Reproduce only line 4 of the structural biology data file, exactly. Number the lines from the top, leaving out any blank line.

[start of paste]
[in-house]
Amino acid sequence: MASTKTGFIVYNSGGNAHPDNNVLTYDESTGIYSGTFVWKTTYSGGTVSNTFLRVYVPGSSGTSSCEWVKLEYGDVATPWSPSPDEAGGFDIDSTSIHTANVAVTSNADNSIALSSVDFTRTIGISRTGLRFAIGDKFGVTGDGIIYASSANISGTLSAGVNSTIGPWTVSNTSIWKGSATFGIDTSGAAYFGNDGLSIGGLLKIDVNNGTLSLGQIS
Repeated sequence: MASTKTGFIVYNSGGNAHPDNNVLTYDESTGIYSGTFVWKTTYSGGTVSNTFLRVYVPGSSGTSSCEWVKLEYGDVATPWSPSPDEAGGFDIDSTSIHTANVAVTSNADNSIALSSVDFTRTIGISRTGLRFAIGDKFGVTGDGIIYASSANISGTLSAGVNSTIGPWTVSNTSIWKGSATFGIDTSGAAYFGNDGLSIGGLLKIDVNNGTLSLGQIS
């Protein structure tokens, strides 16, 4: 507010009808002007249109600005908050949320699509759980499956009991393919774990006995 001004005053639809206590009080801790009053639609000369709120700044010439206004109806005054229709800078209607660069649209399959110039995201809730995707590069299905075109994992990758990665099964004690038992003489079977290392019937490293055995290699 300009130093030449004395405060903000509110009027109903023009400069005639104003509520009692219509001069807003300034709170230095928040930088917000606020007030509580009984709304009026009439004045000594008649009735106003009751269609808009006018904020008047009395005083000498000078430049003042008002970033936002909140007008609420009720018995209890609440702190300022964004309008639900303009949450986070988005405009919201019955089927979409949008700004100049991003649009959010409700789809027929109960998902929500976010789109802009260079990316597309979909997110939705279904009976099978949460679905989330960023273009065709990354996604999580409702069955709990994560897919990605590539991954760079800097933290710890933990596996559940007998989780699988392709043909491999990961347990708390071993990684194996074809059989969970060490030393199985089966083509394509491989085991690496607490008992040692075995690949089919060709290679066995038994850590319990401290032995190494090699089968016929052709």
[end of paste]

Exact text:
């Protein structure tokens, strides 16, 4: 507010009808002007249109600005908050949320699509759980499956009991393919774990006995 001004005053639809206590009080801790009053639609000369709120700044010439206004109806005054229709800078209607660069649209399959110039995201809730995707590069299905075109994992990758990665099964004690038992003489079977290392019937490293055995290699 300009130093030449004395405060903000509110009027109903023009400069005639104003509520009692219509001069807003300034709170230095928040930088917000606020007030509580009984709304009026009439004045000594008649009735106003009751269609808009006018904020008047009395005083000498000078430049003042008002970033936002909140007008609420009720018995209890609440702190300022964004309008639900303009949450986070988005405009919201019955089927979409949008700004100049991003649009959010409700789809027929109960998902929500976010789109802009260079990316597309979909997110939705279904009976099978949460679905989330960023273009065709990354996604999580409702069955709990994560897919990605590539991954760079800097933290710890933990596996559940007998989780699988392709043909491999990961347990708390071993990684194996074809059989969970060490030393199985089966083509394509491989085991690496607490008992040692075995690949089919060709290679066995038994850590319990401290032995190494090699089968016929052709």